No one really knows where they’re going in a cemetery, and if they do, they’ve been there too often.
Finding Marion Storti
by Jake Troxell
Small children don’t step out of cars like adults do. They’re limited by their size to either leap, squirm, or fall once their door has opened. Jake jumped from his father’s car once it came to a stop. He landed in the perfectly maintained grass of Holy Sepulchre Cemetery and rushed forward among the plots and rows that formed the vast city of cataloged expiration.
From the car, his parent’s watched him streak from gravestone to gravestone like any three-year-old would do after a morning pent-up in the car. They debated amongst themselves about which row her grave was in and whether they’d parked under this same tree last time or if they were even on the right side of the sprawling cemetery.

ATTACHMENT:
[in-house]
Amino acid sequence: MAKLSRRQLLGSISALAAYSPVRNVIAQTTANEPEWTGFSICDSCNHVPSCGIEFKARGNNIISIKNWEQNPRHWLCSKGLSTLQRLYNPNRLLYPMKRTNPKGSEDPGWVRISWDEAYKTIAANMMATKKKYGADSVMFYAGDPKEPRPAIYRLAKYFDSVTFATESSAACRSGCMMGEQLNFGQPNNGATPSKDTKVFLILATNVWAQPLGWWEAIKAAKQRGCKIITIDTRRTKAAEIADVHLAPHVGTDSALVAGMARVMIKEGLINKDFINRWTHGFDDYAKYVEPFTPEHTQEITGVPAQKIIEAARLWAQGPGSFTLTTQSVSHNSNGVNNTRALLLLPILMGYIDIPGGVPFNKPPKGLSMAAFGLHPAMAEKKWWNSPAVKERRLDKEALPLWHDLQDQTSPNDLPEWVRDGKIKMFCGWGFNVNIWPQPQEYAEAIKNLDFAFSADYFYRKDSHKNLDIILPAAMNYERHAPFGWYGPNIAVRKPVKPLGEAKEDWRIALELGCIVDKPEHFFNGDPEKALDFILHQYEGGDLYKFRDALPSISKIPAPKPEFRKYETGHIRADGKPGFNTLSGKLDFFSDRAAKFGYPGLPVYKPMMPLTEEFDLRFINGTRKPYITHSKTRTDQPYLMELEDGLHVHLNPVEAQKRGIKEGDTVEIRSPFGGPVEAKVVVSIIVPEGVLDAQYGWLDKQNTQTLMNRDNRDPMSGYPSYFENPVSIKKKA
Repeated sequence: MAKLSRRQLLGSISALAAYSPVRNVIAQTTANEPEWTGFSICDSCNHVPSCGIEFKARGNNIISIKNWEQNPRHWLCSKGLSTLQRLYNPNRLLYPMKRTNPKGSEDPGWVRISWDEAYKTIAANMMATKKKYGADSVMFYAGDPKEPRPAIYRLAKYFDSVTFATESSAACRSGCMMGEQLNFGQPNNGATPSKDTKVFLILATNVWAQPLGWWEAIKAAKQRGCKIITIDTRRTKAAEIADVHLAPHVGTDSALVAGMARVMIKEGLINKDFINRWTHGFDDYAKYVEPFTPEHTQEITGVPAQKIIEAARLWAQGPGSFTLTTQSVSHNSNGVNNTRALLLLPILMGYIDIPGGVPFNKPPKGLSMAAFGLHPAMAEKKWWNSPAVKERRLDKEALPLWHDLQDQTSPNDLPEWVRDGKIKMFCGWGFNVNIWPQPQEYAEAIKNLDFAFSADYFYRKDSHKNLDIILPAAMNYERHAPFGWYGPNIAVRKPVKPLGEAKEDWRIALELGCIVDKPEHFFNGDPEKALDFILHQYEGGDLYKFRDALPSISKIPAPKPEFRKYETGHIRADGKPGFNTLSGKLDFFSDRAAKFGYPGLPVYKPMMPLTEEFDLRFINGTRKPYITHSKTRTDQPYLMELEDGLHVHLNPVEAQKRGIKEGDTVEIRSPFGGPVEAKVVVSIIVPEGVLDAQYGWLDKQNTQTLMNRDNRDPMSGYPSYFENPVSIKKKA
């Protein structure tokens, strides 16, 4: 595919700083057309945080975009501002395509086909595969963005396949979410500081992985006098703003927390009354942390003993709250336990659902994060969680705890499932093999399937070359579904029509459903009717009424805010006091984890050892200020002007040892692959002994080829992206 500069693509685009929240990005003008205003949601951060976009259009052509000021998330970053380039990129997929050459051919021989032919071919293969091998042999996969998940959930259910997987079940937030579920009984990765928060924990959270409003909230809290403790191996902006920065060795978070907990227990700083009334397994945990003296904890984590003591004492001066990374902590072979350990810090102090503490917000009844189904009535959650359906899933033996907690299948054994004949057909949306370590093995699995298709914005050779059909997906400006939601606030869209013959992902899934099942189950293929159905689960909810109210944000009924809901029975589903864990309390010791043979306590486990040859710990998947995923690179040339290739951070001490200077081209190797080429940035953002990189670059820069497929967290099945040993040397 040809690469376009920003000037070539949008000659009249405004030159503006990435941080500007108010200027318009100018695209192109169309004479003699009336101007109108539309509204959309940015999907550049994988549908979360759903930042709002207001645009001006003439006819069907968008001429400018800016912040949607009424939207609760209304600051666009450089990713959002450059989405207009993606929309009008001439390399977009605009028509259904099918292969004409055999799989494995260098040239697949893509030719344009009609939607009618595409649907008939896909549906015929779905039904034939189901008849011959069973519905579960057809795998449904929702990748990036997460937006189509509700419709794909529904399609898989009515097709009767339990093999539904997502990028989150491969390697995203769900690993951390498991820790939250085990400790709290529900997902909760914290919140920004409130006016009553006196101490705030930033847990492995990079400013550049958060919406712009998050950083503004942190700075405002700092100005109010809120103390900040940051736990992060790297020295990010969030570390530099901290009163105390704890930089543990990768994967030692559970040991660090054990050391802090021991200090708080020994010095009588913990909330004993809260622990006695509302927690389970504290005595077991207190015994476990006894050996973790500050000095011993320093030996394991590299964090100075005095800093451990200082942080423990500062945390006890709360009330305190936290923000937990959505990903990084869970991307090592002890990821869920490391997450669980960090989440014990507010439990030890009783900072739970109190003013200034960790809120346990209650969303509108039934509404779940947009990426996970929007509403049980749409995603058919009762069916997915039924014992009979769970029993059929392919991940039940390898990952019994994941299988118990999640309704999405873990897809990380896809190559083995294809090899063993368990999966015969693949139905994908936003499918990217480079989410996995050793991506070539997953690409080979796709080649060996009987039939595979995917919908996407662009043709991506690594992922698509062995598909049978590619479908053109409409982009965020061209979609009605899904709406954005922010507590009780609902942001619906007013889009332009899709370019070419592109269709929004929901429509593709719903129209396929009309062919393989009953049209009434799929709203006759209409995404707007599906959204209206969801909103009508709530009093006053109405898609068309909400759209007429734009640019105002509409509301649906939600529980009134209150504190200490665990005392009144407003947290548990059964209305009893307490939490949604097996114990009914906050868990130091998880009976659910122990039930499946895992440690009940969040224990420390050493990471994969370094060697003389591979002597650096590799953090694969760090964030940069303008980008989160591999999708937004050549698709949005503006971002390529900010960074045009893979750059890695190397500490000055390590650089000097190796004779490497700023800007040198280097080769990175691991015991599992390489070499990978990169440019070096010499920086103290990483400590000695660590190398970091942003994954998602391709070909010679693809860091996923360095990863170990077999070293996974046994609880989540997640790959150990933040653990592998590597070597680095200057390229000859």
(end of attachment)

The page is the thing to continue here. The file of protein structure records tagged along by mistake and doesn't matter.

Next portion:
“Don’t get lost,” the mom called as the boy raced deeper and deeper into the city of marble and granite. They were the ones who were lost, not him. When he jumped from the car, he had not chosen to run. Something had purposefully guided each step he made across the parade routes of so many pallbearers and mourners. Something had purposely propelled him through this place he had never been before.
It took several minutes before his parents gave up on searching for her grave and decided it’d be best to ask someone in the main office by the gate. They called for the boy to return to the car, but he ignored their requests. Instead, he stared at a patch of grass that had taken four years to grow in properly.
“Jake, come on,” his parents both called as they made their way through the headstones towards him.
The boy didn’t acknowledge his parents as they joined him around his great-grandmother’s gravestone. He simply stated, “I used to be down there.”